This conviction follows an investigation conducted by the Baltimore City Housing Permits and Code Enforcement, who referred the matter to the Environmental Crimes Unit. In making the announcement, Attorney General Gansler thanked Assistant Attorney General Michelle Barnes, Environmental Crimes Unit Investigator Dave Williams and Baltimore City Code Enforcement Investigator Shawn Kolego for their work on the case.

Source: Maryland Attorney General




R.I. Landlords Fined for Failing to Notify Tenants about Lead Paint Hazards in Woonsocket
 
(Boston, Mass. – April 18, 2013) – Two Rhode Island landlords will pay an EPA penalty of $13,900 for violations of federal lead disclosure laws.

EPA alleged in a complaint that Donald Ciotola and Carol Simeone violated the federal Toxic Substance Control Act when the landlords failed to notify prospective tenants about potential lead-paint hazards in housing they owned in Woonsocket, R.I., as required by the Residential Lead-Based Paint Hazard Reduction Act of 1992 and the Lead-Based Paint Disclosure Rule.

Exposure to lead paint is a serious health concern in New England due to the age of the housing stock. Infants and young children are especially vulnerable to lead paint exposure, which can cause lowered intelligence, reading and learning disabilities, impaired hearing, reduced attention span, hyperactivity and behavior problems. Adults with high lead levels can suffer difficulties during pregnancy, high blood pressure, nerve disorders, memory problems and muscle and joint pain.

The purpose of the Residential Lead-Based Paint Hazard Reduction Act and the Lead-Based Paint Disclosure Rule is to ensure that prospective tenants have enough information about lead-based paint in general and known lead-based paint hazards in specific housing to make an informed decision about whether to lease a particular property.

Among other things, the Disclosure Rule requires landlords to provide prospective tenants with an EPA-approved


City of Kalamazoo to pay homeowner $115,000 in settlement over lead-based paint
 
KALAMAZOO, MI -- A Kalamazoo homeowner will receive a $115,000 settlement from the city of Kalamazoo, after claiming city officials' failure to disclose the possibility of lead-based paint in her home caused her minor child to have elevated lead levels.
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Important Update for DC Multi-family Housing Community
 

Child On April 2, 2012, the District Department of the Environment released a revised version of the proposed regulations, entitled the 'Control of Lead-based Paint Activities,' for review. The multi-family housing community will be impacted by the proposed regulations. CONNOR has summarized the key proposed requirements in an on-going effort to provide the multi-family housing community with real-time regulatory knowledge on lead-based paint activities within the District of Columbia.   Click HERE to read this informative summary.



EPA's Renovation, Repair, and Painting Rule - Will You Be Ready to Comply?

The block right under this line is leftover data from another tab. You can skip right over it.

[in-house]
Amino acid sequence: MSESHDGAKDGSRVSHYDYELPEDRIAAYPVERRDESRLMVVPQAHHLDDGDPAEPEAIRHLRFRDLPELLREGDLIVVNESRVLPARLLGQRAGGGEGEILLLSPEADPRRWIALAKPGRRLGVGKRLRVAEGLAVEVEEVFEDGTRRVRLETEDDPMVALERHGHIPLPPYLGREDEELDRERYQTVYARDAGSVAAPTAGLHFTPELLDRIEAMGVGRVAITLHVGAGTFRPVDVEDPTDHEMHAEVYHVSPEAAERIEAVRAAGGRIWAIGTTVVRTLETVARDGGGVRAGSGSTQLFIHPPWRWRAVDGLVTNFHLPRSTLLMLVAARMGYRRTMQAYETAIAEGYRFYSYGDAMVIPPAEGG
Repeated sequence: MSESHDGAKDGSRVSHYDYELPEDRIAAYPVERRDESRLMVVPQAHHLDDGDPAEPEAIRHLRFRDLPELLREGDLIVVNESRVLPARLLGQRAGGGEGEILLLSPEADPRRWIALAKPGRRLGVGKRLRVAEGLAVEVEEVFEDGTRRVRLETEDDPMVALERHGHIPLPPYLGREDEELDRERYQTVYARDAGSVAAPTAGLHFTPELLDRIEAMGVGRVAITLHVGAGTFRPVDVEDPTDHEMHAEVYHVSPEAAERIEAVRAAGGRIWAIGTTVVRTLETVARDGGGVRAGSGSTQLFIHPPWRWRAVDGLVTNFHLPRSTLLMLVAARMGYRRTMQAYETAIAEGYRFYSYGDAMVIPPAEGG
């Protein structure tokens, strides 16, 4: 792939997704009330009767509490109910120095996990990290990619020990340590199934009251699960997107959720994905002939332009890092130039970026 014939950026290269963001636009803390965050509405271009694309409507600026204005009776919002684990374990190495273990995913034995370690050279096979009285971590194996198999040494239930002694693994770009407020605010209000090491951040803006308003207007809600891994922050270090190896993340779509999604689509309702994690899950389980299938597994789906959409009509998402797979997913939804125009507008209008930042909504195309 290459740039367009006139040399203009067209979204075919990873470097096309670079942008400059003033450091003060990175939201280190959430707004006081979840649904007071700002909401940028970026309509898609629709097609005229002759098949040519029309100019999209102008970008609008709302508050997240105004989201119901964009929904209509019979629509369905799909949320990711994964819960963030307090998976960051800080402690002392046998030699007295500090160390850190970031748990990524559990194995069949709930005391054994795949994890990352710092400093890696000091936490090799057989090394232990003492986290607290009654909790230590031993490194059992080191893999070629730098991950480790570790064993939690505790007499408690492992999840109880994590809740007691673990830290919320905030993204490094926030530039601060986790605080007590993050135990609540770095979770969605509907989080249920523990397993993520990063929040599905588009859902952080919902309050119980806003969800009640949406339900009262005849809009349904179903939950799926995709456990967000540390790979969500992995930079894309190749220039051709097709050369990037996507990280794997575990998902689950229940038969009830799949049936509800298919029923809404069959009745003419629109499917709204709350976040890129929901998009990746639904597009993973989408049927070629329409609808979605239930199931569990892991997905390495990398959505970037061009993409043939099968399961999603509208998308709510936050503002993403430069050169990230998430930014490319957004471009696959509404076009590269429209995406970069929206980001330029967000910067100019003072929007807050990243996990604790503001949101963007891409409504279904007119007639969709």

About CONNOR
 

gt CONNOR was formed in 1991 with the belief that an environmental and engineering consulting firm should emphasize consulting as a personal process.


Many firms provide the minimum requirements of ASTM, Standard & Poor's, Fannie Mae, Freddie Mac and HUD. CONNOR, on the other hand, provides this data, professional judgment, communication skills and the determination necessary to work with clients to properly identify and explain critical issues in a clear and concise manner. Our professional staff is a practical and experienced group of building, construction and environmental specialists, committed to working with our clients.


Whether providing expert opinions and writing legislation, or carefully explaining the ramifications of the findings of our reports, CONNOR's staff ensures that the deal goes through by performing the job as thoroughly as possible. The experience and dedication of our staff is underscored by office centralization. By having one corporate office, our staff is thoroughly trained in "the CONNOR way," creating a standard knowledge pool of expertise from which everyone benefits.




Building Relationships, Solving Problems
 

CONNOR is a strategic partner providing environmental / compliance assessments and solutions for the stakeholders in, affordable housing / multi-family, lenders, and large commercial properties. CONNOR is a customer-focused culture, which leverages years of experience to understand basic and complex environmental issues and present them with practical business solutions that best represents the client’s needs. CONNOR’s infrastructure, technology and experience in environmental due diligence offer our client a compliment of strategy, structure and process that contribute to consistently strong performance and building long lasting relationships.




Corporate Innovation Beyond Ideas
 

From the very beginning, CONNOR has faced tough decisions in focusing on innovative ideas -- offering break-through thinking to sustain and open new markets serving the multi-housing and commercial real estate industry across the country. CONNOR's focus on IT applications and process has fostered high standards in speed, integrity and consistency in the due diligence-reporting format to the real estate industry. CONNOR introduces new products and services to forensically support the acquisitions business and insurance claims by adding Thermal Imaging. Emerging Thermal Imaging technology, leveraged by a certified Thermographer provides the Client innovative opportunities to identify latent moisture intrusion paths and potential construction defects not visible to the naked eye. CONNOR's complimentary assets, leveraging value from technology to the customer will continue to have a positive influence on our client's ability to make informed and practical business decisions.